Continuing Education

Stability of Steel Modules During Construction

Concrete-filled composite plate shear walls (CF-CPSW) are being considered for high-rise buildings because of their potential for modularity, construction speed, and structural efficiency. The system is composed of a concrete core sandwiched between two steel faceplates. The steel plates are connected to each other by tie bars, rods, or steel shapes, and composite interaction between steel faceplates and infill concrete is developed by these tie systems and headed stud anchors (if included). The empty steel modules-which are composed of steel faceplates, tie bars, and shear studs-are fabricated in a shop and shipped to the site for erection. The erected steel modules serve as formwork and falsework during construction and concrete casting. The stability of the steel modules during construction, while supporting construction loads, the weight of the surrounding steel frames, and the floor systems during concrete casting, is vital.

This paper presents the results of numerical and analytical studies conducted to evaluate the stiffness and stability of empty steel modules (of CF-SPSW) to resist gravity loads during construction. The stability of empty modules is governed by their effective shear stiffness (GAeff), which in turn depends on the relative flexural stiffness (EI/L) of the faceplates and the tie bars. The finite element method can be used to determine the effective shear stiffness (GAeff) and critical buckling stress (scr) of the steel module. Additionally, the effective shear stiffness and the critical buckling stress can also be estimated conservatively using simple equations developed using a mechanics-based approach and proposed in this paper for design purposes. When the ratio of the steel faceplate flexural stiffness (EIp/S, where s is the tie spacing) to the tie bar stiffness (EIt/d, where d is the tie diameter) is less than 25, the buckling of empty steel modules is somewhat independent of the load eccentricity, end conditions, and module height. For the design of steel modules, it is not recommended for this ratio of EIp/S to EIt/d to be greater than 25, because the empty modules become extremely flexile and the critical buckling stress becomes less than 1000 psi.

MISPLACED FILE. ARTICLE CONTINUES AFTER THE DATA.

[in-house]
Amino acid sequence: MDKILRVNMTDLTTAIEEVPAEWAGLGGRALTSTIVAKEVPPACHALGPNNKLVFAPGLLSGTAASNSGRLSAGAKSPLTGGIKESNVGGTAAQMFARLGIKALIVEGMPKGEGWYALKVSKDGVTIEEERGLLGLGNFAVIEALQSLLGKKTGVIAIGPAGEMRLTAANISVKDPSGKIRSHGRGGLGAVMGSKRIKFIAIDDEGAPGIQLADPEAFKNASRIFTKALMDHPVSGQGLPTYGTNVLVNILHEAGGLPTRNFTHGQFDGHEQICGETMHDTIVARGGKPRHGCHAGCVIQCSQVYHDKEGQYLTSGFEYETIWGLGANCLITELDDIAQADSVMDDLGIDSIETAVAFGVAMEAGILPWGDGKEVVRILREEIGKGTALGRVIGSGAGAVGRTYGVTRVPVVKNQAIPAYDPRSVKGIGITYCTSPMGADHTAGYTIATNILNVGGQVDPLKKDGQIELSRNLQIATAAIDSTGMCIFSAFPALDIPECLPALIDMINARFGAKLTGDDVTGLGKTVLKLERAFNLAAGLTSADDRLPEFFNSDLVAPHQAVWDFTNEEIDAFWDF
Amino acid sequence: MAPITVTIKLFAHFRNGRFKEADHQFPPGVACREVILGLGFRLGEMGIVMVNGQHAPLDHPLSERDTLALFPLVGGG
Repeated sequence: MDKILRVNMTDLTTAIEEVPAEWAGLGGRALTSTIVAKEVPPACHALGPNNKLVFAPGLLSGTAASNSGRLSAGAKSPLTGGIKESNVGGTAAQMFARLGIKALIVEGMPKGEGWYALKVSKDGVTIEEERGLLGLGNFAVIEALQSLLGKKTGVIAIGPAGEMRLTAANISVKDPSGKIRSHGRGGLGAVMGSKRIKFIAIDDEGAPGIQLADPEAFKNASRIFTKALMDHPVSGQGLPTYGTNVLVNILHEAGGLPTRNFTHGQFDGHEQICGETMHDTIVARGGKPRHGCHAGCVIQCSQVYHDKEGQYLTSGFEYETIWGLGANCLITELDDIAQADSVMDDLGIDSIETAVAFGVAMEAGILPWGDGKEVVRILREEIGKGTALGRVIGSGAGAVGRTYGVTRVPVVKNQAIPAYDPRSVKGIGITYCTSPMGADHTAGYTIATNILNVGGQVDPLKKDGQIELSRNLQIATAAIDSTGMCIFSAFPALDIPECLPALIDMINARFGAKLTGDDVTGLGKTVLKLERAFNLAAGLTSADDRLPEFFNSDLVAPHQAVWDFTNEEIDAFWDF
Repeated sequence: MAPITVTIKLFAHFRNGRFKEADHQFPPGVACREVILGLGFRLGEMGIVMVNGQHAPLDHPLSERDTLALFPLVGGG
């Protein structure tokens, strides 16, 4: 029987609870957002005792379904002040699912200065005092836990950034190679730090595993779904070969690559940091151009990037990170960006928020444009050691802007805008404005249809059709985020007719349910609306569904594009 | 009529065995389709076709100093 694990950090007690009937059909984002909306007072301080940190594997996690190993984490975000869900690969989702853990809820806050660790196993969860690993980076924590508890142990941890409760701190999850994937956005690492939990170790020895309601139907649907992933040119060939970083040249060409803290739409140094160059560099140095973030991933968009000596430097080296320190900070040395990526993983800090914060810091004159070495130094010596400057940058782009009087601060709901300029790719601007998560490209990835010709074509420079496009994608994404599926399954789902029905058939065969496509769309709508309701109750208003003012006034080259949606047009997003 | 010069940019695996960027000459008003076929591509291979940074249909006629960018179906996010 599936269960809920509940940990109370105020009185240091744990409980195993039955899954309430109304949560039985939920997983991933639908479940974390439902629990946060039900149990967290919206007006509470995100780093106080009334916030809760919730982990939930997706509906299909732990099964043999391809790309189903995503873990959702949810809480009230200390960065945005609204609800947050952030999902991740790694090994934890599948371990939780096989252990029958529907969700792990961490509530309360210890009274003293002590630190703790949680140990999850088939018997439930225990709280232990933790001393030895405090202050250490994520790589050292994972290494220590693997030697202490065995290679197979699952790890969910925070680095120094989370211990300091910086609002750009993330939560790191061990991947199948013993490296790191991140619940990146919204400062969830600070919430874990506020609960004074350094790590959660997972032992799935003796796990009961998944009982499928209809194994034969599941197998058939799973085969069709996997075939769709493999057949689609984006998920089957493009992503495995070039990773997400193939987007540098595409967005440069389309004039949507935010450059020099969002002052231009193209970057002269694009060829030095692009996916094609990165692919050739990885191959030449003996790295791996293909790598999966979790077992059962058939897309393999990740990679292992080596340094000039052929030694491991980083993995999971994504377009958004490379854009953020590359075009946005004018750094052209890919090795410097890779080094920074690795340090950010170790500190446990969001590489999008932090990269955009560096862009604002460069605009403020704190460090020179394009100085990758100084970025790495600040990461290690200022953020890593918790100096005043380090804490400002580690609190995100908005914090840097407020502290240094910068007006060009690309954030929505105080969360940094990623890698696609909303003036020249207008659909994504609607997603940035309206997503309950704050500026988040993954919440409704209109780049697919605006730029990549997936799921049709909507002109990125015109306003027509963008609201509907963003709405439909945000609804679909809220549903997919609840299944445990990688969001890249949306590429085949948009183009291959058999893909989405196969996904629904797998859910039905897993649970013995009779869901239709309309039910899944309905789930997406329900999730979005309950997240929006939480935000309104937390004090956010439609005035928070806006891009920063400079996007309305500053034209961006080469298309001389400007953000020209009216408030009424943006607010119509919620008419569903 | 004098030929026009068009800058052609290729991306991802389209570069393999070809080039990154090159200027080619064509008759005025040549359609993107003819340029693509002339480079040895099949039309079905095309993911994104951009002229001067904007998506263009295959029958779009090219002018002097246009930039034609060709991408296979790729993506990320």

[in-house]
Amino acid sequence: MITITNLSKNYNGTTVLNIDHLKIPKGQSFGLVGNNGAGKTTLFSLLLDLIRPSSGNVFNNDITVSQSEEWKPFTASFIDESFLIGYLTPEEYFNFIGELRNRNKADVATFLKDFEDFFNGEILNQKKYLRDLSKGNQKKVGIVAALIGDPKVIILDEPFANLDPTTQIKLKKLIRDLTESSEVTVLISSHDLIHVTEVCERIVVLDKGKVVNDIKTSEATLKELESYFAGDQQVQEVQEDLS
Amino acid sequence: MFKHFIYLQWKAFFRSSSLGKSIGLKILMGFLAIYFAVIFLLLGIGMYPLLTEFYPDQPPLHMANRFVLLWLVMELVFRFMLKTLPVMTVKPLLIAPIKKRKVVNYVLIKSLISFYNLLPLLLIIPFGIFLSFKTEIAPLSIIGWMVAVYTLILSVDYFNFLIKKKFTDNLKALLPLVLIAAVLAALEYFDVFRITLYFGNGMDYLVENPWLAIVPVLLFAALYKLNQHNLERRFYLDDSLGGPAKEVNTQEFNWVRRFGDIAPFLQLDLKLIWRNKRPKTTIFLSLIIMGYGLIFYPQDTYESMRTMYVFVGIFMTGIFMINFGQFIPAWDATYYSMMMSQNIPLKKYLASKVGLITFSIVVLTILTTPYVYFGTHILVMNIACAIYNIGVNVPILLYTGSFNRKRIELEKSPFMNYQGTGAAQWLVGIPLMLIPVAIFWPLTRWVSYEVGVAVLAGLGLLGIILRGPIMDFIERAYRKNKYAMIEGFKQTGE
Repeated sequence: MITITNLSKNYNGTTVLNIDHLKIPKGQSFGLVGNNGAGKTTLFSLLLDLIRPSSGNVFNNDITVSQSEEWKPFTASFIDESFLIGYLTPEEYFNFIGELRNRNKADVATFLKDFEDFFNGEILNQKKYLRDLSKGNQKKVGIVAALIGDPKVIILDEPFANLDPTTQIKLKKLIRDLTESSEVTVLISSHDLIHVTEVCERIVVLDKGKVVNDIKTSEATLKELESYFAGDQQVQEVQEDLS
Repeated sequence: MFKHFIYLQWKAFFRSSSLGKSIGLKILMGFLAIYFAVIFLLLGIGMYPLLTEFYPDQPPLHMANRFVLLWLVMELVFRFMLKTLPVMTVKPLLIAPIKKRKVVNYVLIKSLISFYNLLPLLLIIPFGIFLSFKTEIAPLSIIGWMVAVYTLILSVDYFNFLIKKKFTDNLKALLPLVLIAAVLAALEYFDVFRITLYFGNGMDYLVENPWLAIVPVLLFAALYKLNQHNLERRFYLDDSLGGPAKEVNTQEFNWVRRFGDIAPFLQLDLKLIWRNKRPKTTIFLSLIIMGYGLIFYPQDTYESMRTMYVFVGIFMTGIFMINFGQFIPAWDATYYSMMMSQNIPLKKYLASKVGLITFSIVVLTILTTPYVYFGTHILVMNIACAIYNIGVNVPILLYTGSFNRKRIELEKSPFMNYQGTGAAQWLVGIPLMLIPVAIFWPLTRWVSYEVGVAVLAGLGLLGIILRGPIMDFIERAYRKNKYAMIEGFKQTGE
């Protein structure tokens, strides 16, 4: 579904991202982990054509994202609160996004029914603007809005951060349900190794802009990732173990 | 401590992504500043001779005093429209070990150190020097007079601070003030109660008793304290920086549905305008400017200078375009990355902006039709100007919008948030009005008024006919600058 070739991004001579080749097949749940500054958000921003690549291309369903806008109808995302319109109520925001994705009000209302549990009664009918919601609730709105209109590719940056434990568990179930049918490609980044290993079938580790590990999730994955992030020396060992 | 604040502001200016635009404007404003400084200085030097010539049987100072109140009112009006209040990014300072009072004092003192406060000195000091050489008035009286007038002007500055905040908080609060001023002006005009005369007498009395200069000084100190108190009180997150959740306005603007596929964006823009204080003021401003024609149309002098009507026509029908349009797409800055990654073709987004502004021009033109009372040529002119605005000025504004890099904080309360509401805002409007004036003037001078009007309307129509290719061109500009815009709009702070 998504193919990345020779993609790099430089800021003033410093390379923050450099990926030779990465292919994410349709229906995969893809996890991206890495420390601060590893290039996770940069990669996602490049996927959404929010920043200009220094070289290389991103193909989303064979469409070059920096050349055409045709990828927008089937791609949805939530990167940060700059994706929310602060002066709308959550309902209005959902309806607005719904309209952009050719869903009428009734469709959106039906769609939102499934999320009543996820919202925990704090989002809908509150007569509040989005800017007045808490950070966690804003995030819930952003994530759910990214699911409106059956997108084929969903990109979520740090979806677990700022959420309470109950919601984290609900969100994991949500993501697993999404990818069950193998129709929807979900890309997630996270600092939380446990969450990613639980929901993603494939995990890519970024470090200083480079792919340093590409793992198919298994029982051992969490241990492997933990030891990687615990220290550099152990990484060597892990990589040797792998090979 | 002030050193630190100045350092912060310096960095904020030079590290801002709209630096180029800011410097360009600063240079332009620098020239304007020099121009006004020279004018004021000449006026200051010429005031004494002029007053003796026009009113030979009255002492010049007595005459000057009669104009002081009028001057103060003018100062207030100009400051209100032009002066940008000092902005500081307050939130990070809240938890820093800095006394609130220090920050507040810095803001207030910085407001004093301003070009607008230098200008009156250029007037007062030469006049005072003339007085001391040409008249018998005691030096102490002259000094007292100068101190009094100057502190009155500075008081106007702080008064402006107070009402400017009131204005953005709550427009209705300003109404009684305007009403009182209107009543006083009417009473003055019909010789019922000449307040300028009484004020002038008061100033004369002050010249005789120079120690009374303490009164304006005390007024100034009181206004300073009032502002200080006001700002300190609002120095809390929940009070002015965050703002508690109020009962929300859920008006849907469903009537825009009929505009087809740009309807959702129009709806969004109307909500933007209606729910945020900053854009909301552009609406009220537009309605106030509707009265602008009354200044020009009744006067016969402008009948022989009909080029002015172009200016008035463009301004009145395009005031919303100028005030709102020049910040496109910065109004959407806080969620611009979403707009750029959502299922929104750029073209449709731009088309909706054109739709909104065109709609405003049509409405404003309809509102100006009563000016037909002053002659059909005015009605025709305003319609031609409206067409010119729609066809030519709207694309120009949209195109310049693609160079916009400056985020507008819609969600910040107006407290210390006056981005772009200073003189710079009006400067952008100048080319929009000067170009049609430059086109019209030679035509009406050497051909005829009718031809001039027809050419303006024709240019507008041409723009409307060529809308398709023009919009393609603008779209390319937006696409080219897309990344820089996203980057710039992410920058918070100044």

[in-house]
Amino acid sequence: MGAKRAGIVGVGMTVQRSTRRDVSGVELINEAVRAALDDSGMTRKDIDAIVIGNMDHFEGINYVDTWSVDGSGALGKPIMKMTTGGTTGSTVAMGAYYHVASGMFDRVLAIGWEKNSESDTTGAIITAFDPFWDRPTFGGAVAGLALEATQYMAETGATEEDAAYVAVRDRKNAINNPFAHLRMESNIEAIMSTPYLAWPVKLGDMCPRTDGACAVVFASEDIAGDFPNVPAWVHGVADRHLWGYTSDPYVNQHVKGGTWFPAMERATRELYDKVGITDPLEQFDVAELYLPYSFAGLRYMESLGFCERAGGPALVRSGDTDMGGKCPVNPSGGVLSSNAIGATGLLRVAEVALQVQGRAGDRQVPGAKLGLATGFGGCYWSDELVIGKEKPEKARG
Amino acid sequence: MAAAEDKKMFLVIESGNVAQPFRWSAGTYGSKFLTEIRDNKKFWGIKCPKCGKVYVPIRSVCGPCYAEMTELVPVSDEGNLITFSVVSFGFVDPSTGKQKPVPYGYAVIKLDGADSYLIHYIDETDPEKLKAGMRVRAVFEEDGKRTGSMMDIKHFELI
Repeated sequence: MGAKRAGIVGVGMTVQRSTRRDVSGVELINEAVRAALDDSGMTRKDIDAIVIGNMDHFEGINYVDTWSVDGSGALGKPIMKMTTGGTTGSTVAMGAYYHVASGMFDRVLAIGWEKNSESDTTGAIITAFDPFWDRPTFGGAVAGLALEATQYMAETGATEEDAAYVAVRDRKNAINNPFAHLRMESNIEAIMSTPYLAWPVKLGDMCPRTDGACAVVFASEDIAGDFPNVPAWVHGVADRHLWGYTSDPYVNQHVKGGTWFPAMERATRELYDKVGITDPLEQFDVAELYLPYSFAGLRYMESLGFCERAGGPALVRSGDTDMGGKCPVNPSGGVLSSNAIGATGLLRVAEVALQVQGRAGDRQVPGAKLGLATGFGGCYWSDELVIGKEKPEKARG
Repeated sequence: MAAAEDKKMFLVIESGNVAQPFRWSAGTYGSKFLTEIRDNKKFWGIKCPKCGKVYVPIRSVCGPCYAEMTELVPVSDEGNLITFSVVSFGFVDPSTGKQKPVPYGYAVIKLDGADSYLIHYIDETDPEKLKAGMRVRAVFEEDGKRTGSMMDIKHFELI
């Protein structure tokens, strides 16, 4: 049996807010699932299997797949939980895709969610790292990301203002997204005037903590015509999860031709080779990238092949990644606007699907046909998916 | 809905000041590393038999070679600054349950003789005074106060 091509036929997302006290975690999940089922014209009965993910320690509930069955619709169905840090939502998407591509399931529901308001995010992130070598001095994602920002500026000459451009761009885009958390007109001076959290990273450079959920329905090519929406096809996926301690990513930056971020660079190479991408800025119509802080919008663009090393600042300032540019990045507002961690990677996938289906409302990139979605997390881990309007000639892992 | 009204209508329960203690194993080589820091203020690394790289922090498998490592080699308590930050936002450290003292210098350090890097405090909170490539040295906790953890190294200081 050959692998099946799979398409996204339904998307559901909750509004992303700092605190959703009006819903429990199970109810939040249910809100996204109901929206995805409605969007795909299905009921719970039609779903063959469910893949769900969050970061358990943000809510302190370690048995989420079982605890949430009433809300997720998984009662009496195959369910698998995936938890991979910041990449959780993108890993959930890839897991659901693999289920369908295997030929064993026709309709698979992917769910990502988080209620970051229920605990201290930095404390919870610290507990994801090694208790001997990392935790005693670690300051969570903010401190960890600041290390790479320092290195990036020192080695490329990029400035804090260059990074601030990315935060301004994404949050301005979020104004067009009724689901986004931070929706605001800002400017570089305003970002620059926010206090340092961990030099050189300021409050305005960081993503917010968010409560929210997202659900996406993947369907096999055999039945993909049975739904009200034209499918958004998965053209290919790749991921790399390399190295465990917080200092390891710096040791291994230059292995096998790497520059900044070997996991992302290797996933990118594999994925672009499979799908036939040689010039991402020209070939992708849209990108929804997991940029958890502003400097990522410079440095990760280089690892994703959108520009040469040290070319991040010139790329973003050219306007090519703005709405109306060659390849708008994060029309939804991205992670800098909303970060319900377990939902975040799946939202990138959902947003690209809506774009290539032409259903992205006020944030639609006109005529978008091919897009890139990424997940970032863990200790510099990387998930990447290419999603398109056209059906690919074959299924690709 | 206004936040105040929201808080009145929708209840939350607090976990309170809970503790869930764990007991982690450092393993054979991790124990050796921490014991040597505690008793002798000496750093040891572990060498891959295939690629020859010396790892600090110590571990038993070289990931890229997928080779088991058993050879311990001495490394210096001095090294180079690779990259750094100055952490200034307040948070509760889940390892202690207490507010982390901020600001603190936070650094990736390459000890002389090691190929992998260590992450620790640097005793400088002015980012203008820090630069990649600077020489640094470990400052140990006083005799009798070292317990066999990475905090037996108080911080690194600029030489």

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  • Date: 4/10/2018 - 4/13/2018
  • PDH Credits: 0


Soheil Shafaei, April Wang, and Amit H. Varma; Purdue University; West Lafayette, IN; Brian Morgen; Magnusson Klemencic Associates; Chicago, IL

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